In order to see how far I can stretch my creativity, a half-year ago I decided to shoot within a very strict dedicated set of constraints. I bought an old 1990s Contax t-2 film camera and endured to only shoot with tri-x 400 film. At that point in time, I had never shot with film before, but I was feeling inspired by the people around me and wanted to go in a new direction. I didn't know it then, but I think I wanted to start taking things more seriously; considering every frame composed, waiting until that 'decisive moment' or whatever the hell that meant.
I'm not quite sure at exactly when, but also at that time I had come across an old issue of National Geographic at a local flea market one day with an article by David Allen Harvey and his accompanying images of Havanna, Cuba. The sun cast low on brown cobblestone avenues washed in pastel built by conquistadores, a young boy learning how to ride his first horse on a hill next to the handsome ruins of a Spanish mission, a taciturn jalopy resting under the shade of a fruit tree all silhouetted by that big beautiful blue ocean. His images were brilliant, beautiful, poignant, stirring, and exactly what I thought that "National Geographic look" should be. Somehow... if I had ever see Trinidad in person, I don't think it will ever look as good as it does in his photos.
More than a year and a half ago, I moved into an old apartment overlooking the southeastern portion of the city in a district called Jiu Yan Qiao, or "Nine Eyes Bridge." Since I'm located on the top floor, I can see the parts of the river flowing past Sichuan University, and have a clear view of the Sichuanese Music Conservatory next door as well. At different times of the day opera and Erhu music mix together, rise on the wind, a float into my garden. Once in a great while, I think can hear samba music as well.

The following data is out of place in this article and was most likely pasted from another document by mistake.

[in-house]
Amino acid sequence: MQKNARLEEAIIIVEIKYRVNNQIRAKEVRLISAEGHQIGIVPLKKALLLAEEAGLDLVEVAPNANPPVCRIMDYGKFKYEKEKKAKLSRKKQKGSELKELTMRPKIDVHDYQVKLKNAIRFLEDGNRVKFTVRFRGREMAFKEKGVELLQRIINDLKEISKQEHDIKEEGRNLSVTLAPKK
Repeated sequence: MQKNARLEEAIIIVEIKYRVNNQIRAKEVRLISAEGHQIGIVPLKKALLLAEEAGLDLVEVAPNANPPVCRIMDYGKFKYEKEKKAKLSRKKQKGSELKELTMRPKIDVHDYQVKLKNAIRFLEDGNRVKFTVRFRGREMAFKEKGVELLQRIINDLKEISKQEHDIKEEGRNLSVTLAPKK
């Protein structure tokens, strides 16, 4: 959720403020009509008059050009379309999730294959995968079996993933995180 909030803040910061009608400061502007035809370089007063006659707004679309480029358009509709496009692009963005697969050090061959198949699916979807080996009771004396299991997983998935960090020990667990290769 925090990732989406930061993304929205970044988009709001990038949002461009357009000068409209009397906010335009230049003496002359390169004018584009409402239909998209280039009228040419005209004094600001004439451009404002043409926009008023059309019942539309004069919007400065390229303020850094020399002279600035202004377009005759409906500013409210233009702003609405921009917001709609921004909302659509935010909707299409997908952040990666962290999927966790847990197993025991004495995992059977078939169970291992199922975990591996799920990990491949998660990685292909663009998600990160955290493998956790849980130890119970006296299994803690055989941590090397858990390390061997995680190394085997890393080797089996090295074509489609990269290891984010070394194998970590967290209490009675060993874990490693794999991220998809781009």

The other day I took a cab and, as usual, the driver started making small talk. "Where are you from? How long have you been in China?" His pack of Double Happiness smokes placed within reach of the steering wheel, a ruddy bottle of home-brewed tea reclining on the center console near the stick shift. Driving on by the continuous construction site on Kehua south road, past people panting on their Mobikes sweating through shirts in eighty degrees plus heat, I chimed in half-heartedly and was too self-absorbed to put any real effort into the conversation. Before stepping out, his last remark was 'You look young! Get yourself a Chinese wife and settle down somewhere. It doesn't matter where you land, just find yourself someone sexy that can stand being around you for more than a minute and everything else will be ok.'
If you're not in a major city like Beijing or Shanghai, hopping in a cab is relatively cheap; costing the equivalent of three or four dollars to get half-way across the city. Taxi drivers in China, especially Sichuan, act as mobile psychiatrists and always seem to offer up nuggets of hard-earned wisdom at some point during the ride. They are referred to as Lao Siji (老司机) and If someone happens to call you a Lao Siji, they are hinting that you know too much for your own good or you know how to flirt. 我被老司机带坏了
Though I've lived almost five years in Chengdu, I can hardly say I know the city well. With China's current growth rate, every district is expanding and changing its skin like a molting snake, its scales being hauled off at midnight by vast lines of dump trucks receding into the hazy grey distance while dancing to the clack of mahjong tiles. It seems that every two months I can't even recognize the landscape out of my front door. The slogans say 'Modern buildings for modern people.' I suppose as a street photographer, this is exactly what I want: a new palate to work with, a fresh scene, something electric. Although the best about Chengdu is that no matter how fast it tries to reinvent itself, It never really changes, the oil is still there under the new shiny dirt.